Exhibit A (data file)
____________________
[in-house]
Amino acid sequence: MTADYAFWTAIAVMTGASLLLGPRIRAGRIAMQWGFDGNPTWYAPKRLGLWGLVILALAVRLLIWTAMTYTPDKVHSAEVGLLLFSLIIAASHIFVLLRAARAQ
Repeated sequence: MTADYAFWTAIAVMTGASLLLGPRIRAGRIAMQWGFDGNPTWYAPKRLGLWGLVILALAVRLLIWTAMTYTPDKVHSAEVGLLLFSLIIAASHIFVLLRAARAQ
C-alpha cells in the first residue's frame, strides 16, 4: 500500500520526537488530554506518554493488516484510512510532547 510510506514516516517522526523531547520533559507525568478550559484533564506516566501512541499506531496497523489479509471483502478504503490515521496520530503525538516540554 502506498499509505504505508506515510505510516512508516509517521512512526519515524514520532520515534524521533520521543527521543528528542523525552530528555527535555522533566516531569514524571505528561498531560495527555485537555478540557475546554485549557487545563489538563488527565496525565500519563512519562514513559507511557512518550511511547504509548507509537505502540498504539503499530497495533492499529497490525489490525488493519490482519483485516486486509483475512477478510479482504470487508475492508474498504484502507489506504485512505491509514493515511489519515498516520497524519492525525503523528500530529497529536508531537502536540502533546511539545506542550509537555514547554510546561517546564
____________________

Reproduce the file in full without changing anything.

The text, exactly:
[in-house]
Amino acid sequence: MTADYAFWTAIAVMTGASLLLGPRIRAGRIAMQWGFDGNPTWYAPKRLGLWGLVILALAVRLLIWTAMTYTPDKVHSAEVGLLLFSLIIAASHIFVLLRAARAQ
Repeated sequence: MTADYAFWTAIAVMTGASLLLGPRIRAGRIAMQWGFDGNPTWYAPKRLGLWGLVILALAVRLLIWTAMTYTPDKVHSAEVGLLLFSLIIAASHIFVLLRAARAQ
C-alpha cells in the first residue's frame, strides 16, 4: 500500500520526537488530554506518554493488516484510512510532547 510510506514516516517522526523531547520533559507525568478550559484533564506516566501512541499506531496497523489479509471483502478504503490515521496520530503525538516540554 502506498499509505504505508506515510505510516512508516509517521512512526519515524514520532520515534524521533520521543527521543528528542523525552530528555527535555522533566516531569514524571505528561498531560495527555485537555478540557475546554485549557487545563489538563488527565496525565500519563512519562514513559507511557512518550511511547504509548507509537505502540498504539503499530497495533492499529497490525489490525488493519490482519483485516486486509483475512477478510479482504470487508475492508474498504484502507489506504485512505491509514493515511489519515498516520497524519492525525503523528500530529497529536508531537502536540502533546511539545506542550509537555514547554510546561517546564